Even some who acknowledged the states’ authority to enact the policy took issue with its implementation in New Jersey.


At Bellevue Hospital Center, staff members listened to Mr. de Blasio on Sunday. Credit Damon Winter/The New York Times

“We have to think how we treat the people who are doing this noble work,” Mr. de Blasio said. At a late afternoon news conference, he said Ms. Hickox’s treatment was “inappropriate,” adding: “We owe her better than that.”

Yet amid heightened public anxiety about the government’s handling of the crisis, state authorities have increasingly calculated that the mandatory quarantines will prove prescient. Since the governors’ announcement, Illinois and Florida have said they were instituting similar measures.

“I think this is a policy that will become a national policy sooner rather than later,” Mr. Christie said in an interview on Fox News Sunday.

The Cuomo and Christie administrations began seriously considering a quarantine on Tuesday, aides said, after federal officials decreed that travelers returning from countries affected by Ebola in West Africa could enter the United States only at five designated airports, including Kennedy and Newark Liberty International.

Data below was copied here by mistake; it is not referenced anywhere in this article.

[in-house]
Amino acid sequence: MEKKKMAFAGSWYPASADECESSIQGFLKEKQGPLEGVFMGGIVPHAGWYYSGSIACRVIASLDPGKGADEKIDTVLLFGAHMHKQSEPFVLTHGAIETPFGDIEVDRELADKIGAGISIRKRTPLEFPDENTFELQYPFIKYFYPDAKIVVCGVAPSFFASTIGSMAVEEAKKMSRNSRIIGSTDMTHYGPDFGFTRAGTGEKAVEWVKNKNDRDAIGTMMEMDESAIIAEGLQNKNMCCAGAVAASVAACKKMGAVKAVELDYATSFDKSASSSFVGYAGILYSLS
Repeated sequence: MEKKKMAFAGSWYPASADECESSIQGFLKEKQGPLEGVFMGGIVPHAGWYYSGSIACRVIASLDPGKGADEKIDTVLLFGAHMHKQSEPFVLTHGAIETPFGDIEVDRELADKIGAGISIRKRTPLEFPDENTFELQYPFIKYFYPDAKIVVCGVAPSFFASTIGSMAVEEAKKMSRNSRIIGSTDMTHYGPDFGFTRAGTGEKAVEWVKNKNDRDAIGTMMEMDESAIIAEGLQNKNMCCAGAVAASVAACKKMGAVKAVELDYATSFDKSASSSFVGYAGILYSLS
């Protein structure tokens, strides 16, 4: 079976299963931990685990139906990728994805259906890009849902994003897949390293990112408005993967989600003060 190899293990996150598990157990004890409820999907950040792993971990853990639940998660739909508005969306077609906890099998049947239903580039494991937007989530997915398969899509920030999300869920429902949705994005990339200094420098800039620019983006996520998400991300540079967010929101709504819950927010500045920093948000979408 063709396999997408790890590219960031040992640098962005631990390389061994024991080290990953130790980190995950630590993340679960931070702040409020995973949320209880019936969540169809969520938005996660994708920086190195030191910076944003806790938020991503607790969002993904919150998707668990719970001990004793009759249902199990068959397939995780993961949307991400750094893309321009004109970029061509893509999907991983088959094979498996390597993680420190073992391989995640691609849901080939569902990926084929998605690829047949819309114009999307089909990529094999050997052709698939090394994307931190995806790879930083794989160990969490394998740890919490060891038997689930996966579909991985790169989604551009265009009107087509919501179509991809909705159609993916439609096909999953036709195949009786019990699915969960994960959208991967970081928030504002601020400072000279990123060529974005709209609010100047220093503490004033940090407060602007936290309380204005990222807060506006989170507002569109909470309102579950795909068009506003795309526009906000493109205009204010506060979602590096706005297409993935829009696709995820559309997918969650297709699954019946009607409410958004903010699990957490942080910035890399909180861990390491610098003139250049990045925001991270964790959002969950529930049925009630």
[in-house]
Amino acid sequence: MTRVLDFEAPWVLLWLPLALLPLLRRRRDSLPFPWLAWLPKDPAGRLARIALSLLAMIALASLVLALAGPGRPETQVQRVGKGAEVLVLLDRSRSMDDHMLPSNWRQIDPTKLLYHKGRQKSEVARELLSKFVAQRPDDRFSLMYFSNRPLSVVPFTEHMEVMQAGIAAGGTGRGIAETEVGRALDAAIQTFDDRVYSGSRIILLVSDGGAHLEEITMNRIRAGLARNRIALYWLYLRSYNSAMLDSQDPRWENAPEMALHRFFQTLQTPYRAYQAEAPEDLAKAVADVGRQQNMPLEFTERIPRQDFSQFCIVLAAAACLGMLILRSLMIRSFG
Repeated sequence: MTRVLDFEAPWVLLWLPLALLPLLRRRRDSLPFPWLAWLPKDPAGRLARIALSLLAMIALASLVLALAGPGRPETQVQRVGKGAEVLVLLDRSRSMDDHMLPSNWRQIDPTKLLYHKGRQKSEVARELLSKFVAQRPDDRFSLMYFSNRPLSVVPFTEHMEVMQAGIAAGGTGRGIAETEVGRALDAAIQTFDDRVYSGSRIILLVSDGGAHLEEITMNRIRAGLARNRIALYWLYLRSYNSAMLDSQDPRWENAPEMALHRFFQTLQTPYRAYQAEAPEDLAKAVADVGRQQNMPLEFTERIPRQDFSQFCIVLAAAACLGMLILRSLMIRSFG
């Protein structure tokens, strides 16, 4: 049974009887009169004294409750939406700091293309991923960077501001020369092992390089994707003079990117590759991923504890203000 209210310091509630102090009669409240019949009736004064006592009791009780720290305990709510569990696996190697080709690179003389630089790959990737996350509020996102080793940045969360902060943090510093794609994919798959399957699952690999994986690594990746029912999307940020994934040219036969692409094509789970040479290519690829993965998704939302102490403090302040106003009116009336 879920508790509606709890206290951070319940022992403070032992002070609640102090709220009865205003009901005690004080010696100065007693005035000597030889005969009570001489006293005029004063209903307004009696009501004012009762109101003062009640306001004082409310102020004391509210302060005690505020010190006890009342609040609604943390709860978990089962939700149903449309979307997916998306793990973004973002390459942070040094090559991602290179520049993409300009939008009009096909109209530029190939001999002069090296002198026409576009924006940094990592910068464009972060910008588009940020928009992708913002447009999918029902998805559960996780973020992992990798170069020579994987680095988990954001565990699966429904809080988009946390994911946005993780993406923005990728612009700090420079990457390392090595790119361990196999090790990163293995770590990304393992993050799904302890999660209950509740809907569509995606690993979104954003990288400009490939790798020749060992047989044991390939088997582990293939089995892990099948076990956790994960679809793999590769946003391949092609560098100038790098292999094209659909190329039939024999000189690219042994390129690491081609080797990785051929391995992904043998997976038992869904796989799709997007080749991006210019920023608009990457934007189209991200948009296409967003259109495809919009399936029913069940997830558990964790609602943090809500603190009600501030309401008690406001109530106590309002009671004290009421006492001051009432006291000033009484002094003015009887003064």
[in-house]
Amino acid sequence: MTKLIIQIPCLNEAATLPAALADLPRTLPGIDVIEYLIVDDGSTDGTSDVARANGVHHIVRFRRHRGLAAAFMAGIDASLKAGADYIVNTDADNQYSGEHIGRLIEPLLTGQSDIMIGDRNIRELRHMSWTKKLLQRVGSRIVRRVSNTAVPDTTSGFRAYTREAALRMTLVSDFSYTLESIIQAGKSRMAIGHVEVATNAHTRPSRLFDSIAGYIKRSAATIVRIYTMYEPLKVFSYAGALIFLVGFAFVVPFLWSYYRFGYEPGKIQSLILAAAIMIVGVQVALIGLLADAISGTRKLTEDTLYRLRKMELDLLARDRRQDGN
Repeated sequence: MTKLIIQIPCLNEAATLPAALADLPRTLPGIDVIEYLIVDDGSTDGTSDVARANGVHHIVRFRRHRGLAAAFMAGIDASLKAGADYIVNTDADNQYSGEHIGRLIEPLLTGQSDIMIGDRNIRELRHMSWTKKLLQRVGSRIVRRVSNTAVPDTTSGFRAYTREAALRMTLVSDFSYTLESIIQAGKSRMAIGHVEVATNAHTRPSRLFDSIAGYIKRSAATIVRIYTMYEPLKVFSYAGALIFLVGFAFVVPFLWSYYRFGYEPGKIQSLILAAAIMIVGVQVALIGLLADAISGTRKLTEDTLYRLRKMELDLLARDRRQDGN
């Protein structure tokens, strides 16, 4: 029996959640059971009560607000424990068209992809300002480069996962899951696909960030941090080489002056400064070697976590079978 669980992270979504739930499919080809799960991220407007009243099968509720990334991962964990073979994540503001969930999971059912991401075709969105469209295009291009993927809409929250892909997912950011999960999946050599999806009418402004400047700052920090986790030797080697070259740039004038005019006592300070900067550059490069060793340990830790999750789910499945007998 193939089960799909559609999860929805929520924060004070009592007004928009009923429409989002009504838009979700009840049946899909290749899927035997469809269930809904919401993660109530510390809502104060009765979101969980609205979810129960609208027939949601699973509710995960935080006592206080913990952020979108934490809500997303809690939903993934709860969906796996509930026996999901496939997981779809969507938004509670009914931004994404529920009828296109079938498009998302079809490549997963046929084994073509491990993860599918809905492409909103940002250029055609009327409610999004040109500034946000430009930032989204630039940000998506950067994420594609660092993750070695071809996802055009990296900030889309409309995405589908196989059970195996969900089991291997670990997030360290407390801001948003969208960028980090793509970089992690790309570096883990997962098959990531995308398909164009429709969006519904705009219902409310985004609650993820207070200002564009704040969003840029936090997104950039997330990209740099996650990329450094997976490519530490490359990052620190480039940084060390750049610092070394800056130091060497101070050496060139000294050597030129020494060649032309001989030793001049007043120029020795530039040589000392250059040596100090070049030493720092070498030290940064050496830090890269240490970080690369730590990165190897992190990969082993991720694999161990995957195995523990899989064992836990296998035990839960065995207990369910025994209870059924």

Mr. Christie had grown increasingly frustrated by mid-October, aides said, over the failure of medical professionals to properly isolate themselves on a voluntary basis after returning from West Africa.

He was startled to learn that Dr. Nancy Snyderman, an NBC News correspondent who had traveled to Liberia and whose cameraman had contracted Ebola, left her home in Princeton, N.J., on Oct. 9 to pick up food at a favorite local restaurant.

When a doctor, Craig Spencer, tested positive in New York City on Thursday, the two governors watched as city officials strained to trace his every movement — on the subway, at a bowling alley, at a meatball shop.

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Kaci Hickox. Credit Kara Hickox